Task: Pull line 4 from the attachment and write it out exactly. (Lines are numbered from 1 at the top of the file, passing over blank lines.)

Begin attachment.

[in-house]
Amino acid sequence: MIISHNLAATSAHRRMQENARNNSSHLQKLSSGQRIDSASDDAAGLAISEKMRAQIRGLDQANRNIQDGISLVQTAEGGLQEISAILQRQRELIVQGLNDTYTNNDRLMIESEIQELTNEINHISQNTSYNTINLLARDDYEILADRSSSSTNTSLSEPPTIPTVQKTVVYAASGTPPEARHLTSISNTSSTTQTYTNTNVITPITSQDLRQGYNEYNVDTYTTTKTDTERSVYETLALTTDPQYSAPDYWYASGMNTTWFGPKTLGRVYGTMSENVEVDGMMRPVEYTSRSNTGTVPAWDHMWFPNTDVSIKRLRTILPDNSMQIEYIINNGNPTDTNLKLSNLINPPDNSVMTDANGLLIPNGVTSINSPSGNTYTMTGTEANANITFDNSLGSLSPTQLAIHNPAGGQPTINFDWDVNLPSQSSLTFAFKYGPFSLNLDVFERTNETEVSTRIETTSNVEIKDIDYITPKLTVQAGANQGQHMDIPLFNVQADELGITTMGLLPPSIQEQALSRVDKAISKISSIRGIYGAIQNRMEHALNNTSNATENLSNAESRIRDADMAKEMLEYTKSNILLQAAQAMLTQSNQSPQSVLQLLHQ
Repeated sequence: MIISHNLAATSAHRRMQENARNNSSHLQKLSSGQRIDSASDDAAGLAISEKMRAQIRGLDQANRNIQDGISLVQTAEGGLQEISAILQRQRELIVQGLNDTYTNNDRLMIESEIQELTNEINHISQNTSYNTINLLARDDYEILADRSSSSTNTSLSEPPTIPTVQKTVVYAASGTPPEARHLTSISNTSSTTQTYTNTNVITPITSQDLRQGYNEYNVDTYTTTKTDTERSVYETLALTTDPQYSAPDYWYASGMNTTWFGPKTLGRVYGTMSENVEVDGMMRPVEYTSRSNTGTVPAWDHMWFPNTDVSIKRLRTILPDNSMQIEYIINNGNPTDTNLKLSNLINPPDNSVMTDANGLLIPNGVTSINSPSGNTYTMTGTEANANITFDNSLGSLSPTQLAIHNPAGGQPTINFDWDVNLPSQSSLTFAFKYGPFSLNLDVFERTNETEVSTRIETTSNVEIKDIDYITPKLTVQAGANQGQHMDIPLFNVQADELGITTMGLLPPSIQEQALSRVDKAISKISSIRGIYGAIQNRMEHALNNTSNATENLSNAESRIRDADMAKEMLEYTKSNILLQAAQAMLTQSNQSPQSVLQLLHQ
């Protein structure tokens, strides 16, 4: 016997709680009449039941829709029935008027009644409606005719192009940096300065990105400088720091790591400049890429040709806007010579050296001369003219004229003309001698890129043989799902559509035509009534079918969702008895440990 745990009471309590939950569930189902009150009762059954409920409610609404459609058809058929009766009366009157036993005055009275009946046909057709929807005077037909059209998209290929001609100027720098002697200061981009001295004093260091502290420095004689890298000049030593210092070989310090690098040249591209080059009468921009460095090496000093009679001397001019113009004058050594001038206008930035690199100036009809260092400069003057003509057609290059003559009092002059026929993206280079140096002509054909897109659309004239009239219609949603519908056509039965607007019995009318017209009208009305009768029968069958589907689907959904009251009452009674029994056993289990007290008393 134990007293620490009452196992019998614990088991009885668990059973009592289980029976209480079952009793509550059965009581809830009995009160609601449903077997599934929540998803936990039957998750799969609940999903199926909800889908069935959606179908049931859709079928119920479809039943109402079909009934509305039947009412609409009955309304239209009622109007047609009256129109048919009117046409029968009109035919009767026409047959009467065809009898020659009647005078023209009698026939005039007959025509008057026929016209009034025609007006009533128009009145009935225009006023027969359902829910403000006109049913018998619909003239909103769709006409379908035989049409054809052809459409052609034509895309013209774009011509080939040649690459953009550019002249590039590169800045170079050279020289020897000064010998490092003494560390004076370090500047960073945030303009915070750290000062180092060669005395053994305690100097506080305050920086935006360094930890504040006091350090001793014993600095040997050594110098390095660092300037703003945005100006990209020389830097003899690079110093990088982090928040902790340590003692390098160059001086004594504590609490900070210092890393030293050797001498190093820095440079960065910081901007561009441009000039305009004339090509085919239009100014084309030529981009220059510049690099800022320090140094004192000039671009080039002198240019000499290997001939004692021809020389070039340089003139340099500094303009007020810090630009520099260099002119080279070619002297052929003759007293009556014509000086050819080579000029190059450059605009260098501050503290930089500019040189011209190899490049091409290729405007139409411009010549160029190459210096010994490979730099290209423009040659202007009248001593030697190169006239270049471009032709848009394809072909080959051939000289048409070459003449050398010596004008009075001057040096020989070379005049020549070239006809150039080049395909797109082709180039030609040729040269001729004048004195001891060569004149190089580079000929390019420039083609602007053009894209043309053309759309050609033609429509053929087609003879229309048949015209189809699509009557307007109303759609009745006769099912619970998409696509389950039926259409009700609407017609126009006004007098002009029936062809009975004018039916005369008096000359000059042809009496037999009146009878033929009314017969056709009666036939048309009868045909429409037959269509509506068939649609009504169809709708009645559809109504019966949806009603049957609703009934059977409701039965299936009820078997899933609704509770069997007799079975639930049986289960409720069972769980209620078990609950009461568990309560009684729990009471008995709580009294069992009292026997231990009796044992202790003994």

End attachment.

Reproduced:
């Protein structure tokens, strides 16, 4: 016997709680009449039941829709029935008027009644409606005719192009940096300065990105400088720091790591400049890429040709806007010579050296001369003219004229003309001698890129043989799902559509035509009534079918969702008895440990 745990009471309590939950569930189902009150009762059954409920409610609404459609058809058929009766009366009157036993005055009275009946046909057709929807005077037909059209998209290929001609100027720098002697200061981009001295004093260091502290420095004689890298000049030593210092070989310090690098040249591209080059009468921009460095090496000093009679001397001019113009004058050594001038206008930035690199100036009809260092400069003057003509057609290059003559009092002059026929993206280079140096002509054909897109659309004239009239219609949603519908056509039965607007019995009318017209009208009305009768029968069958589907689907959904009251009452009674029994056993289990007290008393 134990007293620490009452196992019998614990088991009885668990059973009592289980029976209480079952009793509550059965009581809830009995009160609601449903077997599934929540998803936990039957998750799969609940999903199926909800889908069935959606179908049931859709079928119920479809039943109402079909009934509305039947009412609409009955309304239209009622109007047609009256129109048919009117046409029968009109035919009767026409047959009467065809009898020659009647005078023209009698026939005039007959025509008057026929016209009034025609007006009533128009009145009935225009006023027969359902829910403000006109049913018998619909003239909103769709006409379908035989049409054809052809459409052609034509895309013209774009011509080939040649690459953009550019002249590039590169800045170079050279020289020897000064010998490092003494560390004076370090500047960073945030303009915070750290000062180092060669005395053994305690100097506080305050920086935006360094930890504040006091350090001793014993600095040997050594110098390095660092300037703003945005100006990209020389830097003899690079110093990088982090928040902790340590003692390098160059001086004594504590609490900070210092890393030293050797001498190093820095440079960065910081901007561009441009000039305009004339090509085919239009100014084309030529981009220059510049690099800022320090140094004192000039671009080039002198240019000499290997001939004692021809020389070039340089003139340099500094303009007020810090630009520099260099002119080279070619002297052929003759007293009556014509000086050819080579000029190059450059605009260098501050503290930089500019040189011209190899490049091409290729405007139409411009010549160029190459210096010994490979730099290209423009040659202007009248001593030697190169006239270049471009032709848009394809072909080959051939000289048409070459003449050398010596004008009075001057040096020989070379005049020549070239006809150039080049395909797109082709180039030609040729040269001729004048004195001891060569004149190089580079000929390019420039083609602007053009894209043309053309759309050609033609429509053929087609003879229309048949015209189809699509009557307007109303759609009745006769099912619970998409696509389950039926259409009700609407017609126009006004007098002009029936062809009975004018039916005369008096000359000059042809009496037999009146009878033929009314017969056709009666036939048309009868045909429409037959269509509506068939649609009504169809709708009645559809109504019966949806009603049957609703009934059977409701039965299936009820078997899933609704509770069997007799079975639930049986289960409720069972769980209620078990609950009461568990309560009684729990009471008995709580009294069992009292026997231990009796044992202790003994």